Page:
How UHF Can Transform the Card Industry

MGlotz's picture

We are just beginning to realize the immense potential of UHF...

...longer read ranges, anti-collision capabilities, and fast data transfer speeds. This could get interesting...

Over a relatively fleeting past decade or two, advancements in integrated chip and data storage technologies have changed the world forever. Affordable computing power has transformed the planet from a smattering of disconnected, monochrome-display desktop computers, into a global population connected in real time, sharing high-definition video from the palms of our hands. The incredible has become routine.

UHF technology has the same potential to transform the card industry. While organizations worldwide are applying UHF technology to logistics systems, providing enhanced oversight and management of assets and inventories, we have just begun to examine the possibilities of UHF applied to identification and access control systems.

Where do we go from here? Here are a couple of thoughts:

Longer read ranges: Read ranges for low frequency and high frequency proximity cards are measured in inches and centimeters. UHF ranges are measured in feet, yards and meters. A good example of an application for this is in identification systems for vehicle access to secure areas or parking garages. When an authorized user pulls up, the system could authenticate and open the door or gate while the driver remains in the safety and comfort of his or her car; no need for the driver to stop, open their window, fumble for a magnetic stripe or near proximity card, and hang out the window exposed to the elements in bad weather. For added security in parking systems, UHF access control may be integrated with video sensors. An automobile license plate could be scanned and compared with credentials before authorizing access.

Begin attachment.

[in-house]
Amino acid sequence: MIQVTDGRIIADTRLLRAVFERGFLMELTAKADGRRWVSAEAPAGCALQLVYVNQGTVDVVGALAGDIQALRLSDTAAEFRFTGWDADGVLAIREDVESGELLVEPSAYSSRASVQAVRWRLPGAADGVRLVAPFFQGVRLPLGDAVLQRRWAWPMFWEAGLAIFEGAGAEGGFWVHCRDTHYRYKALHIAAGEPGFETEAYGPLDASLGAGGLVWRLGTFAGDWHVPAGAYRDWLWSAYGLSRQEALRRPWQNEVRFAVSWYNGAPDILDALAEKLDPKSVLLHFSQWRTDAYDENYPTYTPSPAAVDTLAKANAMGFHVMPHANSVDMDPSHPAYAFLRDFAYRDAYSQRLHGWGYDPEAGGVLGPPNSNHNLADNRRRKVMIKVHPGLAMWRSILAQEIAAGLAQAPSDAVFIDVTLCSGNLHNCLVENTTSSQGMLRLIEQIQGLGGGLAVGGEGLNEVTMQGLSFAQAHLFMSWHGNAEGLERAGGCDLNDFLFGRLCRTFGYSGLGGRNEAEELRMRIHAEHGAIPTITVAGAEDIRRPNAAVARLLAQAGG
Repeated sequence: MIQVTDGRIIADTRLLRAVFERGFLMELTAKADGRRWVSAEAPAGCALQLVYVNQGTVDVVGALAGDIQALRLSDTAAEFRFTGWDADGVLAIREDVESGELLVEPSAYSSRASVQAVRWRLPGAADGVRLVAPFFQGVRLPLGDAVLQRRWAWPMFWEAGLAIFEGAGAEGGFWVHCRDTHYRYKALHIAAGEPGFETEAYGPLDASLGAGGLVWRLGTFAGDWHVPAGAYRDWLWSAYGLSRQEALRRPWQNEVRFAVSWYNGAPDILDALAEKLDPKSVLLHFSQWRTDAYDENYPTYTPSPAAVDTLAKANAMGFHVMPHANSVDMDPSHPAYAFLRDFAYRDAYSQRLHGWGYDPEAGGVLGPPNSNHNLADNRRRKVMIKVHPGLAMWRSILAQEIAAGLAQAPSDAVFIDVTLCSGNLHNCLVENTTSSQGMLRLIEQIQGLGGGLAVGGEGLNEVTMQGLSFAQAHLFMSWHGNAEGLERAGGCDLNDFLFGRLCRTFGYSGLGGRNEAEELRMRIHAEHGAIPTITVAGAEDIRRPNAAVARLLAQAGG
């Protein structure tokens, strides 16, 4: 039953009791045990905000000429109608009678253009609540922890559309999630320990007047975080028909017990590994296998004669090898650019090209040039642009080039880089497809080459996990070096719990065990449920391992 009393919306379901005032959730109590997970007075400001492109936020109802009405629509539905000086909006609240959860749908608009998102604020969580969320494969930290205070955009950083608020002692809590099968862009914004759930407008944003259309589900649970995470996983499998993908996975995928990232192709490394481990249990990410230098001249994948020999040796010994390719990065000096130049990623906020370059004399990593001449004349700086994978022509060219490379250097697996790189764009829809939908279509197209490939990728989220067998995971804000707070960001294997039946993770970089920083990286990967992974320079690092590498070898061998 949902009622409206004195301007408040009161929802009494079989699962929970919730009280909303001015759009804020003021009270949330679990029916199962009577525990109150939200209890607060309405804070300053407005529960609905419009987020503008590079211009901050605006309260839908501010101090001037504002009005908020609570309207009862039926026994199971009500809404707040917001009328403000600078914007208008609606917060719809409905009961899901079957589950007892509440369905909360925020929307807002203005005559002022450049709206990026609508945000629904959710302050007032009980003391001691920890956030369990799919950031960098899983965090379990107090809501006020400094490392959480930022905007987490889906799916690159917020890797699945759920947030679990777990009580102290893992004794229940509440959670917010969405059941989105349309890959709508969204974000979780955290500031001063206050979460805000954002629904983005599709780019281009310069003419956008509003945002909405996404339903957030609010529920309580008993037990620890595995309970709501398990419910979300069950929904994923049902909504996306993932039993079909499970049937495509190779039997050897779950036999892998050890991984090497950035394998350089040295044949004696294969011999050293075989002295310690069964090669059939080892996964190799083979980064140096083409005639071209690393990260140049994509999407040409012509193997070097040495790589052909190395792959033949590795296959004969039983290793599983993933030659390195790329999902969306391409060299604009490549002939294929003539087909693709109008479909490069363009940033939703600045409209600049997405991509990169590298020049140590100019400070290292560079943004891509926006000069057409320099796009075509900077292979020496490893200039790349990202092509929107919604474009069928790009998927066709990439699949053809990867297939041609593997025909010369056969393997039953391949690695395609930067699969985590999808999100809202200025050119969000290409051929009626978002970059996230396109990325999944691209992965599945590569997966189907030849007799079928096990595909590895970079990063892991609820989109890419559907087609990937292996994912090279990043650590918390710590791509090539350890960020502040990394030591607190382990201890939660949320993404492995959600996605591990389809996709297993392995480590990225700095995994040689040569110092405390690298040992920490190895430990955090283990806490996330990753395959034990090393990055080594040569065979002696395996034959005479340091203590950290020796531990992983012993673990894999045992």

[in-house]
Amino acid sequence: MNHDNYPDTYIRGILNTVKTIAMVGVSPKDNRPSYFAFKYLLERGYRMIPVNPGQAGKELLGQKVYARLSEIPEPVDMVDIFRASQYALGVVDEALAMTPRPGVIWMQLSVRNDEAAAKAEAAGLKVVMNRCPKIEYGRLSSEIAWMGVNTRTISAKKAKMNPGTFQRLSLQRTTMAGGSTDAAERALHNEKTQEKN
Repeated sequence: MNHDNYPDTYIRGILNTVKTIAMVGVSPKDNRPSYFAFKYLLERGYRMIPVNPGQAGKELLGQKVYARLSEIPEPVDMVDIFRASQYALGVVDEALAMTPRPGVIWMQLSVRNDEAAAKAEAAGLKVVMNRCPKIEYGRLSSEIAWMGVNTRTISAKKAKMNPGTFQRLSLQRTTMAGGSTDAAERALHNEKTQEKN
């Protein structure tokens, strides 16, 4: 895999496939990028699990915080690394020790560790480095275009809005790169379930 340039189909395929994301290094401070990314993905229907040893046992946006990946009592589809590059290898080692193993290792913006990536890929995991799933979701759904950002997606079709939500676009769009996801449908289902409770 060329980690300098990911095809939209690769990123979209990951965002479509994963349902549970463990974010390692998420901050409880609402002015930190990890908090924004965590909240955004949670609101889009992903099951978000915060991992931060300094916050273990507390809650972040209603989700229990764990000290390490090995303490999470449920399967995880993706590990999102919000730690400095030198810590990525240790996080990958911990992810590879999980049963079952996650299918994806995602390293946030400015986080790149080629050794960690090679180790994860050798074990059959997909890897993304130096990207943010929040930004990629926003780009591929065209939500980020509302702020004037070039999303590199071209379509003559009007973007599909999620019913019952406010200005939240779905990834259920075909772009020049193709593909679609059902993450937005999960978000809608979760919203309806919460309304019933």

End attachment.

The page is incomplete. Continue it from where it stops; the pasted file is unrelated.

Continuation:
Improved cardholder convenience: Today's combo cards merge low frequency, high frequency and UHF into a single, multi-purpose ID. Organizations issuing cards can employ LF or HF solutions as appropriate to the function or desired level of security for physical access control or payment. At the same time, with the addition of UHF to create a new combination card, they can expand the use of the credential for applications needing a long read range and fast data communication. This creates the potential for each user ID card to do more. Imagine the convenience to cardholders with the impact of ease of access to controlled lots or garages in addition to traditional building access and cafeteria vending. No one will forget their ID at home again!

Enhanced data speed and accuracy: Recently, HID introduced the expanded family of InLine Tag™ Ultra passive contactless transponders that improve data collection speed and accuracy for logistics applications. These advanced general-purpose UHF tags leverage the same HID Global engineering expertise to embed UHF technology in traditional ISO cards to help customers take the use of card identification systems to the next level so they can enjoy the convenience this technology brings to a traditional access control form factor.

The advance of UHF technology is creating incredible opportunities for organizations to promote a more productive, efficient, intelligent, and secure world. Where do you see this leading us? I'd love to hear your ideas as well. Add your comments below.